Apple iPhone 4 Recall Would Cost Billions, Say Analysts

With Apple’s (AAPL) iPhone 4 antenna problem getting so much attention, especially after Consumer Reports said it would not be recommending the device, analysts began to assess the impact on Apple.

Apple said that adding a 'bumper' to the iPhone 4 could help improve signal strength by protecting the antenna. Photo: Apple

With Apple’s iPhone 4 antenna problem getting so much attention, especially after Consumer Reports said it would not be recommending the device, experts warn it could cost Apple billions of dollars. If Apple were to bow to pressure and issue a recall for the iPhone 4, the move would cost the company an estimated $1.5 billion, according to a senior analyst.

Apple has been heavily criticised for signal problems on its latest iPhone. Users have reported dropped calls and weakened reception when their hand covers the lower left-hand corner of the device.

Apple has acknowledged that holding the phone in that way can cause signal issues, but said this was common with many handsets. A forthcoming software update will fix problems with the phone displaying an incorrect number of signal ‘bars’ but it will not resolve this issue.

Paddy Power Plc, Ireland’s biggest bookmaker, said the chances that Apple will ultimately recall the phone have increased following what it described a “betting frenzy” after the Consumer Reports review. The consumer organization said on July 12 it wouldn’t recommend the phone because of its tendency to lose signal strength when held in a certain way.

“If the current betting trends are to be believed, it now seems certain that a recall is in the cards,” Paddy Power said in a press release. Natalie Kerris, an Apple spokeswoman, didn’t immediately return messages left outside of business hours.

Paddy Power first offered odds of 2-to-1 against a recall, meaning a bet on a recall would pay $2 plus the initial $1 if such an event occurred. Now those odds are 4-to-6, meaning a winning bet of $1 would pay $1.66 if a recall were to occur.

Consumer Reports said it wouldn’t recommend the latest iPhone until the signal problem is fixed, though the device otherwise received high ratings. The test results showed that when a user covers the phone’s lower-left side, where two parts of the antenna meet, the loss of signal strength may lead to dropped calls in areas where AT&T Inc.’s coverage is weak, Consumer Reports said.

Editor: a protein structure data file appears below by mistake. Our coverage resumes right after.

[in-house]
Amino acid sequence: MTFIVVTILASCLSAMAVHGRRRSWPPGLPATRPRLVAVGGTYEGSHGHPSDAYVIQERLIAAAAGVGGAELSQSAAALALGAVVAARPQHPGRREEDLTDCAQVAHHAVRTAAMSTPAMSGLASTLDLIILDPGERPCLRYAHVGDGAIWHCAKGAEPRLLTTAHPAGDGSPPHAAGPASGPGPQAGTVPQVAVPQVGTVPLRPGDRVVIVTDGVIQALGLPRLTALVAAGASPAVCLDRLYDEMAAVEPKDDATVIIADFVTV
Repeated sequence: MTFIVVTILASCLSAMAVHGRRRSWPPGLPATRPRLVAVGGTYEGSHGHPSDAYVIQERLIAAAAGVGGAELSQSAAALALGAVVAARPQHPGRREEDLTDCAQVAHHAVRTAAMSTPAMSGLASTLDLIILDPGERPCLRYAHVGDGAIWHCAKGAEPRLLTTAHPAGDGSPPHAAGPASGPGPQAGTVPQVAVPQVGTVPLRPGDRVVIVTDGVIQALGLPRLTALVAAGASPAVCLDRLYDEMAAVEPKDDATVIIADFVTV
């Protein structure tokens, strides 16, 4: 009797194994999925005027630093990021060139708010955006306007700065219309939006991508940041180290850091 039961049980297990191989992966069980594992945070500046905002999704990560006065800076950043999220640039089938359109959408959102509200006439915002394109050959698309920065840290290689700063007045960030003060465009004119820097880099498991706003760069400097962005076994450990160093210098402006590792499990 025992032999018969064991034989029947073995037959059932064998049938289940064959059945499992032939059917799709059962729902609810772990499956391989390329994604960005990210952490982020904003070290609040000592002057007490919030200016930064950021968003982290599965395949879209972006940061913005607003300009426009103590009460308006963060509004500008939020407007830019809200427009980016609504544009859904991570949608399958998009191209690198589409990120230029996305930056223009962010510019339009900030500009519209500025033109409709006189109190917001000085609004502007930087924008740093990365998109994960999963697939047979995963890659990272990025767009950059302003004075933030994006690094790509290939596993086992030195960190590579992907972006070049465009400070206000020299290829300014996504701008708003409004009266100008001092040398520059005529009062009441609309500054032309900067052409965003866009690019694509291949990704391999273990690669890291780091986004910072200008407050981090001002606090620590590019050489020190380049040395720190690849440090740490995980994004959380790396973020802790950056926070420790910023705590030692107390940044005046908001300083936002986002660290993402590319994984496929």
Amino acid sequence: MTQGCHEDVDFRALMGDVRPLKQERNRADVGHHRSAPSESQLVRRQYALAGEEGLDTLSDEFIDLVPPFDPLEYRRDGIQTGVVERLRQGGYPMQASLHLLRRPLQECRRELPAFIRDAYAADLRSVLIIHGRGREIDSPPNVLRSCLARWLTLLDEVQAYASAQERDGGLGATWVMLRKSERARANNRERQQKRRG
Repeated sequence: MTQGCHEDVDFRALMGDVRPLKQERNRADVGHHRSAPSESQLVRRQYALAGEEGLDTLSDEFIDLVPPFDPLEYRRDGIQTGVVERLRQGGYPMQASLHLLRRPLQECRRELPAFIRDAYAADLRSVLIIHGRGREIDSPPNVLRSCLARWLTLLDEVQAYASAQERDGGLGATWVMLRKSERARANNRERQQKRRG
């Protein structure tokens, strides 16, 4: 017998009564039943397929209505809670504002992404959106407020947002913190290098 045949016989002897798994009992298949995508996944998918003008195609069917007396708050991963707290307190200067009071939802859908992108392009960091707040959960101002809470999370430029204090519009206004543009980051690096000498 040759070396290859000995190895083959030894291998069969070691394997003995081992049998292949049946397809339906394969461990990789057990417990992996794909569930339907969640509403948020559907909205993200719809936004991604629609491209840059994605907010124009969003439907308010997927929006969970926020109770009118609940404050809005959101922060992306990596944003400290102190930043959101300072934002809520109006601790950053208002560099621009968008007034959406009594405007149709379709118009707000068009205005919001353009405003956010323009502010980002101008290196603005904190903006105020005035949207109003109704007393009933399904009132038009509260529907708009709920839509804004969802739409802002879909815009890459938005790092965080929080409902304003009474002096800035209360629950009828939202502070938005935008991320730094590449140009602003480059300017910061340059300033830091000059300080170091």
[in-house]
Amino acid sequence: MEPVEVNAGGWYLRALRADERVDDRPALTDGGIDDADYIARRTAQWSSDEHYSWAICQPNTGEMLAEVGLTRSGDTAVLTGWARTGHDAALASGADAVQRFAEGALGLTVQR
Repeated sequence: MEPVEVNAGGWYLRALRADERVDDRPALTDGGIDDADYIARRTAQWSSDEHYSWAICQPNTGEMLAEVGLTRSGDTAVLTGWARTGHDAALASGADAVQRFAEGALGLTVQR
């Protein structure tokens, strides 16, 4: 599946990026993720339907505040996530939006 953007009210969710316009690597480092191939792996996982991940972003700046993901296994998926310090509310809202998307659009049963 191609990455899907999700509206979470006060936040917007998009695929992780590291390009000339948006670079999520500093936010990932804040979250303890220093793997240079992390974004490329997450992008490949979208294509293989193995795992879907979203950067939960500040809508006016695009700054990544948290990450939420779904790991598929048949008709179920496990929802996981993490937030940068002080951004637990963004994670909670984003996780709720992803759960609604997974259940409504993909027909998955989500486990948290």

Toni Sacconaghi, an analyst at Sanford Bernstein & Co. in New York, said that although a full product recall was “highly unlikely”, such a move would cost Apple $1.5 billion. The more likely option would be for Apple to issue every iPhone 4 owner with a rubber “bumper.”

The “bumper” will fit over the stainless steel antenna band that runs around the device, and will help to reduce these signal problems. The bumpers, which come in a variety of colours, cost £25, but Bernstein estimates that giving them away to customers would cost Apple $1 per unit.

“It could be done immediately, would directly address the Consumer Report’s concern, and would be financially immaterial,” he said. “While it would force Apple to ‘acknowledge’ a design issue with the iPhone, we believe that consumers are increasingly aware of the antenna issue, and remedying it rather than dismissing or ignoring it appears most appropriate.”

Sacconaghi said this latest episode showed Apple was engaging in a worrying pattern of “hubris” and had, on occasion, seemingly purposely mislead customers and investors.

“Perhaps the bigger, longer-term concern for Apple investors is the emerging pattern of hubris that the company has displayed, which has increasingly pitted competitors (and regulators) against the company, and risks alienating customers over time.

“Examples of its behaviour have included its limited disclosure practices, its attack on Adobe’s Flash, its investigation into its lost iPhone prototype (which culminated in a reporter’s home being searched while he was away and computers being removed), its restrictions on app development, and its ostensibly dismissive characterisations of the iPhone’s antenna issues (i.e., phone needs to be held a different way; a software issue that affects the number of bars displayed).

“The worry is that collectively, these issues may, over time, begin to impact consumers’ perceptions of Apple, undermining its enormous prevailing commercial success.”

Apple saw more than £6.5 billion wiped off its value yesterday, following the publication of the Consumer Reports review. The company’s share price fell by 4.2 per cent at one stage, although it rallied later in the day and recovered slightly at the US stock markets headed higher. [via Daily Telegraph (UK) and Daily Finance]

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